Cont’d.

By the time I was 40, a small legacy, and  a house painfully acquired in a divorce, made me independently poor.

I quit jobbing, turned myself into a genocide scholar, wrote a 250,000 word manuscript, read some books, talked to some people, walked my two parents each through their deaths, and took up charity work. There  the action was even more brutal than it is in the working world.

Click. I am at a meeting for the Committee of 100, Washington D.C.’s smartest and most effective guardians of public space, in the tradition of Jane Jacobs. You know, like democracy was formed in, and takes place in, the public space.

All you need to know, by the world’s pioneer independent scholar.

The Committee are the only people in the world who got the joke when I called the World War Two Memorial on the national mall “the anti-Farrakhan device.” The memorial would be built smack dab in the center of the Million Man March crowd you see in the video clip link.

The Million Man March, October, 1995, takes place in public space subsequently occupied by the World War Two Memorial, whose siting was vehemently opposed by the Committee of 100 for the Federal City. The national mall was envisioned by L’Enfant as the nation’s gathering place of the democracy, and was the site of Martin Luther King’s I Have a Dream speech. Large crowds are now unable to gather in that spot.

The Committee of 100 see themselves as very refined, as architects and urban designers do. They are. They’re dapper. They’re diverse.  They played a heroic part in resisting a racist highway, a la Robert Moses, through D.C.’s poor neighborhoods. Yet somehow, in the ’90s, a woman who fires a buddy of mine, her personal assistant, for “promoting a homosexual agenda” has risen to the top of the volunteer heap. She’s the president of this worthy organization. It’s in some Ivy League lunch club downtown whose name I can’t recall, emphasizing its old Washington Green Book liberals provenance.

The superintendent of the Washington, D.C. National Parks Service is at my table. She is preparing to speak after lunch. I am chatting her up. We both spent some time as children, as I recall, in Liberia. We have met previously on one occasion, when she came to the neighborhood park on whose board I serve to discuss the installation of a 10-foot wide bicycle path down the middle of the long and skinny park.

Me in Liberia, ca. 1952.

The community and the park board are united, for the first and probably last time in history, in opposition to the installation of the path. It’s basically because there would be no place left for pedestrians, dogs and children in the park. The entire park would effectively be rendered into shoulders for a commuter cyclists’ super highway. A years’ worth of letter-writing campaigns and full neighborhood opposition to the path have not been communicated by the D.C. park guy in charge, who wants to install the path with the white boys’ cyclists’ gravy train money.  This fits in with the theme throughout this saga of the privatization by unscrupulous private corporate interests of the commonweal. The park had been abandoned by the impoverished D.C. government, we had stepped in, and now the D.C. government wanted to kill the park with other peoples’ money.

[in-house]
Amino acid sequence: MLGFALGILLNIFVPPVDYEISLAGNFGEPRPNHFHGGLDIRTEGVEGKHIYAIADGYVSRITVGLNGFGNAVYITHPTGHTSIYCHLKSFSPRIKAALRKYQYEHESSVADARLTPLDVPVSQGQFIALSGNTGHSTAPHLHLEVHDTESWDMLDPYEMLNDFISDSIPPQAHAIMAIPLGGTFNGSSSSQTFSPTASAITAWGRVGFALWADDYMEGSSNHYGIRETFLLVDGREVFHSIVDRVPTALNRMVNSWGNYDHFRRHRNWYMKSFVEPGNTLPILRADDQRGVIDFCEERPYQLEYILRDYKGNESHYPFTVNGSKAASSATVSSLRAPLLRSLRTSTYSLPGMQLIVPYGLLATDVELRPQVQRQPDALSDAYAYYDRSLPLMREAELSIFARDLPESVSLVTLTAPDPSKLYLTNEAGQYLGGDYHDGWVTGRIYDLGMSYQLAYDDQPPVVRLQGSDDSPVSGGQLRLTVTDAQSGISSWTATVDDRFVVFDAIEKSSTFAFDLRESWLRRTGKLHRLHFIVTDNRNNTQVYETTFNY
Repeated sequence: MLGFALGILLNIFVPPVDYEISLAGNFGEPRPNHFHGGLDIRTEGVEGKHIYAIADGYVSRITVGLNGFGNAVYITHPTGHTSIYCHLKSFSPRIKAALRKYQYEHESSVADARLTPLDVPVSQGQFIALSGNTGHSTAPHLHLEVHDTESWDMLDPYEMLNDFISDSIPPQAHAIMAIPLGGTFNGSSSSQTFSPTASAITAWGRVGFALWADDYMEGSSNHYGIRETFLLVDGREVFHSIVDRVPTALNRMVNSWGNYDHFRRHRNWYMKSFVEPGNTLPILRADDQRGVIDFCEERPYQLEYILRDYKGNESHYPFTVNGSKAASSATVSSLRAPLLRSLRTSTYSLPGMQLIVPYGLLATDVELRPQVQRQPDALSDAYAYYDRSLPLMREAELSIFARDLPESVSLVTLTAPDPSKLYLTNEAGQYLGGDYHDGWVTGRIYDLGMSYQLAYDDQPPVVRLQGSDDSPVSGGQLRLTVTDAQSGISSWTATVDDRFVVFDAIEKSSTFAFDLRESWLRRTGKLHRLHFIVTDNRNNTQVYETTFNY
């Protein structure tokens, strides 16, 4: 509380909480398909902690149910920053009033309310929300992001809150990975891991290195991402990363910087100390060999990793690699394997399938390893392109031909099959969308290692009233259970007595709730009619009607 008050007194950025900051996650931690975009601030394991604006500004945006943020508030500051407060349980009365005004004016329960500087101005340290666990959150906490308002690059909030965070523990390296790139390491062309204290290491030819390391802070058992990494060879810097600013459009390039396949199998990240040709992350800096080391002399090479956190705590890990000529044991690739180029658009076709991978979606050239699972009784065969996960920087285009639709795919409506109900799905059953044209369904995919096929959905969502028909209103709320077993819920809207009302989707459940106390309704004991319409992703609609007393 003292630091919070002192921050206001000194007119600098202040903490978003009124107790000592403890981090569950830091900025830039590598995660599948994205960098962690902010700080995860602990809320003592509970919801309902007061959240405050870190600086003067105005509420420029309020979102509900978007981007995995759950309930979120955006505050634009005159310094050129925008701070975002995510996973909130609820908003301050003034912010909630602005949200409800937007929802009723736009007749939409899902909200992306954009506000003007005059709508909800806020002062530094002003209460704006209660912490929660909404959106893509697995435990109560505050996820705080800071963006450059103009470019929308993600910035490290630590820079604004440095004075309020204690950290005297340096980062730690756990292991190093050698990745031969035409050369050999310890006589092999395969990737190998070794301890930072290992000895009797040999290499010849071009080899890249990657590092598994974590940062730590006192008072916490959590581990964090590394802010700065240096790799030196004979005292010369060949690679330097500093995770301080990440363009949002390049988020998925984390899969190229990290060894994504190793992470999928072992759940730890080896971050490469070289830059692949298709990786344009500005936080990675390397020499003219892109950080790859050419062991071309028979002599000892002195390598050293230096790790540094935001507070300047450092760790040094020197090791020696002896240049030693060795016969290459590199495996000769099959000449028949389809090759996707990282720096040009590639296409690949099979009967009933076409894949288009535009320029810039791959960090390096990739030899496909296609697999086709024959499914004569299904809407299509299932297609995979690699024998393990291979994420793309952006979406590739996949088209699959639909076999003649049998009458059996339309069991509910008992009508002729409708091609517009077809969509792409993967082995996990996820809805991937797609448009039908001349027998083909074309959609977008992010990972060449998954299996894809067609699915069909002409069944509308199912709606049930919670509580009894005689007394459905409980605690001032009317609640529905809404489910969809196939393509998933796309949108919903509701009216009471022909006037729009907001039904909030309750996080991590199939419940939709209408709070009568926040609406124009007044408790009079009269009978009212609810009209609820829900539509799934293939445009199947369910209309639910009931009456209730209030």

The D.C. park guy is in the park with us, along with four or five other functionnaires, standing in the park gesticulating with blueprint rolls. He declares the 10-foot-wide bicycle path is “a done deal”.  This is a surprise to me. I beg to differ, on behalf of the park board and the community, whose organization in opposition to the path I led. The National Parks lady simply has not been informed by the D.C. park people that the bicycle path is anathema to the voters. I got to do that. By myself. Because I was the only member of the board and of the entire community who had time to spare in their busy schedules that day to prevent the National Park Service from signing on to the death of the park.

There’s another issue between the National Parks executive and the Friends of Rose Park. Rose Park is contiguous with a national park, along the edge of a cliff which is Rock Creek Park. The police tell me, and the community supports them, that they want to install street lights in a space in which rapes and muggings occur on a monthly basis. The National Parks lady opposes the installation of street lights because her number one priority is protection of the easement along the border between the D.C. park and the national park. Streetlights to save lives would impinge on the National Park easement.

In the secluded downtown university club, at the round luncheon table, I did not raise the issue of the double-cross with her. Nor the life-threatening dysfunction and deliberate depredations of the public health and safety. I’d been shanghai’d, set up and ambushed into confronting her in the park. None of that was mentioned. Only polite luncheon party discourse. What I will never forget is the look of fear in her eyes as she gathered the cards for her speech together after lunch. She looked up, an educated and effective woman executive,  a black champion of urban public space about to address her constituency, the whites showing all around her irises, as if she were about to enter the Roman colosseum in chains. She caught my eye, and I had to look down, at the starched white tablecloth.

Next up: abortion clinic defense, community journalism, the botanical gardens

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